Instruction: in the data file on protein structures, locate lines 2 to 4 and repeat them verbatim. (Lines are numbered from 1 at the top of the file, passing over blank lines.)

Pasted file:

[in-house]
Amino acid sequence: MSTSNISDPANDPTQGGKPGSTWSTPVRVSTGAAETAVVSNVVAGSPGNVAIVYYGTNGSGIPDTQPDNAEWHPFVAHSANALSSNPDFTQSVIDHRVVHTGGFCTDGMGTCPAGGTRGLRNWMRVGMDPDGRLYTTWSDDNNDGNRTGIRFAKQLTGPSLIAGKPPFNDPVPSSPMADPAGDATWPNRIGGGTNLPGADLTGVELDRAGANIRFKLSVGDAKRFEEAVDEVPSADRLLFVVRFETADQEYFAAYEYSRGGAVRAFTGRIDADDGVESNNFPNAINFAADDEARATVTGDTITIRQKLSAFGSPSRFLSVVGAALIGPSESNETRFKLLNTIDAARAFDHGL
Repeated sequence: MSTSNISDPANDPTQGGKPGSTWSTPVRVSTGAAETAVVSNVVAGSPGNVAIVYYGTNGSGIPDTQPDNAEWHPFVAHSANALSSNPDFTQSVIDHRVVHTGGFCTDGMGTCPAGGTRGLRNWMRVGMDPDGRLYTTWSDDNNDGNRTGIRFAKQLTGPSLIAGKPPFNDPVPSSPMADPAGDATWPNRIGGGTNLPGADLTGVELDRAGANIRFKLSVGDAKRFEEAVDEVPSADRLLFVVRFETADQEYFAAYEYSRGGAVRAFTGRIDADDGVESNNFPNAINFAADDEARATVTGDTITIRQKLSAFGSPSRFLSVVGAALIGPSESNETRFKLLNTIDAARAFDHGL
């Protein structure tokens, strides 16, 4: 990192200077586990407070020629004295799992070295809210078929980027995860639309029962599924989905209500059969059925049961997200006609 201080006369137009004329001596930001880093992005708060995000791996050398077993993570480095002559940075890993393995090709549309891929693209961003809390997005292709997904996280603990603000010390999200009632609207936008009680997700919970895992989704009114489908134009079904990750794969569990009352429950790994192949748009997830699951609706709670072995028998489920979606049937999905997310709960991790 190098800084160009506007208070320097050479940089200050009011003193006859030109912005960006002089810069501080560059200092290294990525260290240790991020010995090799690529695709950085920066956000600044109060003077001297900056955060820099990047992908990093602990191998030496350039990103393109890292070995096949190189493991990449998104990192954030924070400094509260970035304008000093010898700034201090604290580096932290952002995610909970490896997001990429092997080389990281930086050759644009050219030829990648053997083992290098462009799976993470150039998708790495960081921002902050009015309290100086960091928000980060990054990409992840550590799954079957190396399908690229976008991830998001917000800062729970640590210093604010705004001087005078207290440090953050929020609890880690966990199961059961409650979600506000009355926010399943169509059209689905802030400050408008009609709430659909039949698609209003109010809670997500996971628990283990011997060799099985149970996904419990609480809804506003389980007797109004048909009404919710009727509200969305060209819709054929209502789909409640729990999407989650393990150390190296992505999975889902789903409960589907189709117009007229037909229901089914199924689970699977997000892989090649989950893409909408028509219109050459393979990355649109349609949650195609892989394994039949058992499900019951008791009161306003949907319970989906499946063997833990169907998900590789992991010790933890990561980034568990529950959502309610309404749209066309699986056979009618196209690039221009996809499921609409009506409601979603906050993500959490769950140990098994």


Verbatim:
Amino acid sequence: MSTSNISDPANDPTQGGKPGSTWSTPVRVSTGAAETAVVSNVVAGSPGNVAIVYYGTNGSGIPDTQPDNAEWHPFVAHSANALSSNPDFTQSVIDHRVVHTGGFCTDGMGTCPAGGTRGLRNWMRVGMDPDGRLYTTWSDDNNDGNRTGIRFAKQLTGPSLIAGKPPFNDPVPSSPMADPAGDATWPNRIGGGTNLPGADLTGVELDRAGANIRFKLSVGDAKRFEEAVDEVPSADRLLFVVRFETADQEYFAAYEYSRGGAVRAFTGRIDADDGVESNNFPNAINFAADDEARATVTGDTITIRQKLSAFGSPSRFLSVVGAALIGPSESNETRFKLLNTIDAARAFDHGL
Repeated sequence: MSTSNISDPANDPTQGGKPGSTWSTPVRVSTGAAETAVVSNVVAGSPGNVAIVYYGTNGSGIPDTQPDNAEWHPFVAHSANALSSNPDFTQSVIDHRVVHTGGFCTDGMGTCPAGGTRGLRNWMRVGMDPDGRLYTTWSDDNNDGNRTGIRFAKQLTGPSLIAGKPPFNDPVPSSPMADPAGDATWPNRIGGGTNLPGADLTGVELDRAGANIRFKLSVGDAKRFEEAVDEVPSADRLLFVVRFETADQEYFAAYEYSRGGAVRAFTGRIDADDGVESNNFPNAINFAADDEARATVTGDTITIRQKLSAFGSPSRFLSVVGAALIGPSESNETRFKLLNTIDAARAFDHGL
């Protein structure tokens, strides 16, 4: 990192200077586990407070020629004295799992070295809210078929980027995860639309029962599924989905209500059969059925049961997200006609 201080006369137009004329001596930001880093992005708060995000791996050398077993993570480095002559940075890993393995090709549309891929693209961003809390997005292709997904996280603990603000010390999200009632609207936008009680997700919970895992989704009114489908134009079904990750794969569990009352429950790994192949748009997830699951609706709670072995028998489920979606049937999905997310709960991790 190098800084160009506007208070320097050479940089200050009011003193006859030109912005960006002089810069501080560059200092290294990525260290240790991020010995090799690529695709950085920066956000600044109060003077001297900056955060820099990047992908990093602990191998030496350039990103393109890292070995096949190189493991990449998104990192954030924070400094509260970035304008000093010898700034201090604290580096932290952002995610909970490896997001990429092997080389990281930086050759644009050219030829990648053997083992290098462009799976993470150039998708790495960081921002902050009015309290100086960091928000980060990054990409992840550590799954079957190396399908690229976008991830998001917000800062729970640590210093604010705004001087005078207290440090953050929020609890880690966990199961059961409650979600506000009355926010399943169509059209689905802030400050408008009609709430659909039949698609209003109010809670997500996971628990283990011997060799099985149970996904419990609480809804506003389980007797109004048909009404919710009727509200969305060209819709054929209502789909409640729990999407989650393990150390190296992505999975889902789903409960589907189709117009007229037909229901089914199924689970699977997000892989090649989950893409909408028509219109050459393979990355649109349609949650195609892989394994039949058992499900019951008791009161306003949907319970989906499946063997833990169907998900590789992991010790933890990561980034568990529950959502309610309404749209066309699986056979009618196209690039221009996809499921609409009506409601979603906050993500959490769950140990098994």